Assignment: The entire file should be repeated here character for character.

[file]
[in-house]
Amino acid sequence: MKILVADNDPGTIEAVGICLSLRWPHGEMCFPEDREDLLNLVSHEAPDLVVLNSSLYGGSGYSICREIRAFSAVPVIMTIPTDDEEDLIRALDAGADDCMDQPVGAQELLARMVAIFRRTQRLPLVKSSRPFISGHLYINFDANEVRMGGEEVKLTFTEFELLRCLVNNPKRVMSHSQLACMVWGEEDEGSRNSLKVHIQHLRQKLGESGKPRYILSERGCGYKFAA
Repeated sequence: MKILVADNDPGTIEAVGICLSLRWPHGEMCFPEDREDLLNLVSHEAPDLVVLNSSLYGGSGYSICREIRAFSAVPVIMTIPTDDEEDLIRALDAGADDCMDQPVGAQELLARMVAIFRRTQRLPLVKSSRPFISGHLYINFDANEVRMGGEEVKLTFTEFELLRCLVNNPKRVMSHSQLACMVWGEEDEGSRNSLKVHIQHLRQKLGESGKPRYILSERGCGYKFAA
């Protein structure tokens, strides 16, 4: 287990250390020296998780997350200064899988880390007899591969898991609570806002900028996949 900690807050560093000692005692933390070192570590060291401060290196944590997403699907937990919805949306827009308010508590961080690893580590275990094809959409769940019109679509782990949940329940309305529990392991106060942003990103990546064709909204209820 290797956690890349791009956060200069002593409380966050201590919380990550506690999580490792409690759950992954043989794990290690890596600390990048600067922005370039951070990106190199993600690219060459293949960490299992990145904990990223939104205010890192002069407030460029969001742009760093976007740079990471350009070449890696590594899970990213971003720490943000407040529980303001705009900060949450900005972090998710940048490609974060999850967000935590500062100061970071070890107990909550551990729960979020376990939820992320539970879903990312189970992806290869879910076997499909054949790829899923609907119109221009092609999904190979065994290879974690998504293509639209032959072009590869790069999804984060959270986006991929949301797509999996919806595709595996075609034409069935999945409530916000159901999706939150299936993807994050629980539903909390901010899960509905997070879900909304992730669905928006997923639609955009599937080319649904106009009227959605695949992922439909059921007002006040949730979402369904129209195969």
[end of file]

[in-house]
Amino acid sequence: MKILVADNDPGTIEAVGICLSLRWPHGEMCFPEDREDLLNLVSHEAPDLVVLNSSLYGGSGYSICREIRAFSAVPVIMTIPTDDEEDLIRALDAGADDCMDQPVGAQELLARMVAIFRRTQRLPLVKSSRPFISGHLYINFDANEVRMGGEEVKLTFTEFELLRCLVNNPKRVMSHSQLACMVWGEEDEGSRNSLKVHIQHLRQKLGESGKPRYILSERGCGYKFAA
Repeated sequence: MKILVADNDPGTIEAVGICLSLRWPHGEMCFPEDREDLLNLVSHEAPDLVVLNSSLYGGSGYSICREIRAFSAVPVIMTIPTDDEEDLIRALDAGADDCMDQPVGAQELLARMVAIFRRTQRLPLVKSSRPFISGHLYINFDANEVRMGGEEVKLTFTEFELLRCLVNNPKRVMSHSQLACMVWGEEDEGSRNSLKVHIQHLRQKLGESGKPRYILSERGCGYKFAA
């Protein structure tokens, strides 16, 4: 287990250390020296998780997350200064899988880390007899591969898991609570806002900028996949 900690807050560093000692005692933390070192570590060291401060290196944590997403699907937990919805949306827009308010508590961080690893580590275990094809959409769940019109679509782990949940329940309305529990392991106060942003990103990546064709909204209820 290797956690890349791009956060200069002593409380966050201590919380990550506690999580490792409690759950992954043989794990290690890596600390990048600067922005370039951070990106190199993600690219060459293949960490299992990145904990990223939104205010890192002069407030460029969001742009760093976007740079990471350009070449890696590594899970990213971003720490943000407040529980303001705009900060949450900005972090998710940048490609974060999850967000935590500062100061970071070890107990909550551990729960979020376990939820992320539970879903990312189970992806290869879910076997499909054949790829899923609907119109221009092609999904190979065994290879974690998504293509639209032959072009590869790069999804984060959270986006991929949301797509999996919806595709595996075609034409069935999945409530916000159901999706939150299936993807994050629980539903909390901010899960509905997070879900909304992730669905928006997923639609955009599937080319649904106009009227959605695949992922439909059921007002006040949730979402369904129209195969």